Ethiopia tries to pre-empt G7 criticism over Tigray
Foreign minister rejects charges starvation being used as a weapon.
FALMOUTH, England — (politico)—-As G7 leaders prepared to rebuke the Ethiopian government over its handling of a military conflict in the Tigray region, the country’s foreign minister on Saturday landed a preemptive blow.
The minister, Demeke Mekonnen, accused the group of rich countries of “a condescending approach” and demanded they “desist from these unhelpful activities.”
G7 sherpas on Saturday were negotiating a final communiqué with draft language saying leaders were “concerned by the ongoing conflict,” urging a “cessation of hostilities” and calling for a “comprehensive and credible political process,” according to one official familiar with the discussions, who cautioned that the statement was not finished.
The statement of concern by the world’s wealthiest and most powerful democracies comes shortly after the United Nations’ top humanitarian official Mark Lowcock told Reuters that “food is definitely being used as a weapon of war” in Tigray, where the Ethiopian military and its allies are fighting the Tigray People’s Liberation Front (TPLF).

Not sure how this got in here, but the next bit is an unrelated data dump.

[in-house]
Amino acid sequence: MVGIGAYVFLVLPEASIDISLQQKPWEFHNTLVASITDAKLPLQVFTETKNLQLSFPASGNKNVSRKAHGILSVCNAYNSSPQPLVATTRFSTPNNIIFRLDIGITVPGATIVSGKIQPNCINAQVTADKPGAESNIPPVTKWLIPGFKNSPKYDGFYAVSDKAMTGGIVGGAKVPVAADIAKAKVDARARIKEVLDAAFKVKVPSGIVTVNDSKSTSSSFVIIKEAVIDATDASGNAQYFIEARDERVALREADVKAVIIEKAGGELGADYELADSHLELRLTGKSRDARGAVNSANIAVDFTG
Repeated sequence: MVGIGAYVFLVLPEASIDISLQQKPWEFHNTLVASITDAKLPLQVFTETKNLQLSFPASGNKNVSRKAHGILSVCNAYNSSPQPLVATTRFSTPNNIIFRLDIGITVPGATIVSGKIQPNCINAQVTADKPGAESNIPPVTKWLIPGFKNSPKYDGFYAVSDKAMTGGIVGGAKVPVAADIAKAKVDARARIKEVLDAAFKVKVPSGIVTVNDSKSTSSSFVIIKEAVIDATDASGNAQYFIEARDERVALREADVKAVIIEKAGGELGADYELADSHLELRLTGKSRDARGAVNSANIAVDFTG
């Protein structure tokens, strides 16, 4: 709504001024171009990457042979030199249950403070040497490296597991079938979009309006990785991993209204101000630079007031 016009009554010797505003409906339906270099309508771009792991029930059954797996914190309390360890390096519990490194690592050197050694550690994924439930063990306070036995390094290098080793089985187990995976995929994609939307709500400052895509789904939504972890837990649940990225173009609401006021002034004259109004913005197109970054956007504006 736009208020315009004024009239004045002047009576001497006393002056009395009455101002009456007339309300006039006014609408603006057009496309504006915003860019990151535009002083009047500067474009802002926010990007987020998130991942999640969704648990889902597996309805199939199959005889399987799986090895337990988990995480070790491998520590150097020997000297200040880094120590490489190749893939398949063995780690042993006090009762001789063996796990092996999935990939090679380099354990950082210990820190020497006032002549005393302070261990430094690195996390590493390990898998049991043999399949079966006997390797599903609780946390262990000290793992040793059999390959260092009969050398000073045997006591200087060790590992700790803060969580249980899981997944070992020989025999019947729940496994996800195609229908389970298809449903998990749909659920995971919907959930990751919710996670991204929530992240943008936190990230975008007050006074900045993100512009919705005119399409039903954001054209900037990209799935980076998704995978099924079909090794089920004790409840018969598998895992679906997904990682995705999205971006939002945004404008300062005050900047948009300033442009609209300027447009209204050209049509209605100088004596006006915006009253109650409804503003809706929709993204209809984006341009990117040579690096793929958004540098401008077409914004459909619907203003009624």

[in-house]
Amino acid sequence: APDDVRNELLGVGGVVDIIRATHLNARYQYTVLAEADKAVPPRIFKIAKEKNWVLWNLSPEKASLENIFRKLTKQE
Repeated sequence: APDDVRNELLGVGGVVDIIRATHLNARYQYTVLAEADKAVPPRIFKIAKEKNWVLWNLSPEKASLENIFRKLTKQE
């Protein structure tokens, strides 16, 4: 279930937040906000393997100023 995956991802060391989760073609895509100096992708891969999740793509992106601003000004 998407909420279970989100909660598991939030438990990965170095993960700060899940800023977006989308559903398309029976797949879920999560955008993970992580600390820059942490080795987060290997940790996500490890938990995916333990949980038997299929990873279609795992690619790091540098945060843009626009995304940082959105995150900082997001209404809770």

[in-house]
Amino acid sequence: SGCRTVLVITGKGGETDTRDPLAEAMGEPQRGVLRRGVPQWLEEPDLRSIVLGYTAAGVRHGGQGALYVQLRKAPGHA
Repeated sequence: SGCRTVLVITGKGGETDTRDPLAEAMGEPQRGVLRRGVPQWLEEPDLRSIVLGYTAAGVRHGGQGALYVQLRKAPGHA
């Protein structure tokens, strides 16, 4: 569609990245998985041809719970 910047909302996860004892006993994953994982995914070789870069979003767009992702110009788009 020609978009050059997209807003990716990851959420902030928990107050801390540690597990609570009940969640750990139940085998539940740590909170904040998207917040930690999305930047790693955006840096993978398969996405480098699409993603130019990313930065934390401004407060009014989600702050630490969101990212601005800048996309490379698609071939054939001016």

Having already rejected Lowcock’s allegations, the government of Ethiopian Prime Minister Abiy Ahmed didn’t wait for the final version of the G7 statement, which will be published Sunday.
In a video statement, Deputy Prime Minister and Foreign Minister Demeke accused unspecified members of the “international community” of undertaking “a campaign” against Ethiopia.”
A report this month from the UN-backed Integrated Food Security Phase Classification (IPC) warned 5.5 million people in the region are “facing high acute food insecurity,” of which 353,000 are at the highest “catastrophic” level of risk. The U.N. Security Council is expected to discuss the crisis on Tuesday.
Ethiopia also came under fire at a meeting between senior U.S. and EU aid officials this week. “The Government of Ethiopia’s military allies have burned and looted seeds and farm equipment and slaughtered oxen to ensure the fields lay fallow,” Samantha Power, Administrator of the United States Agency for International Development said Thursday.
Demeke said accusations his government using hunger as a weapon of war were “an egregious falsehood.”
“Ethiopia stands ready to work positively and constructively with all its partners to scale up humanitarian assistance, rebuild social cohesion and restore basic services in the Tigray region of Ethiopia,” Demeke said. “What the country needs at this critical moment is the support of friends and partners.”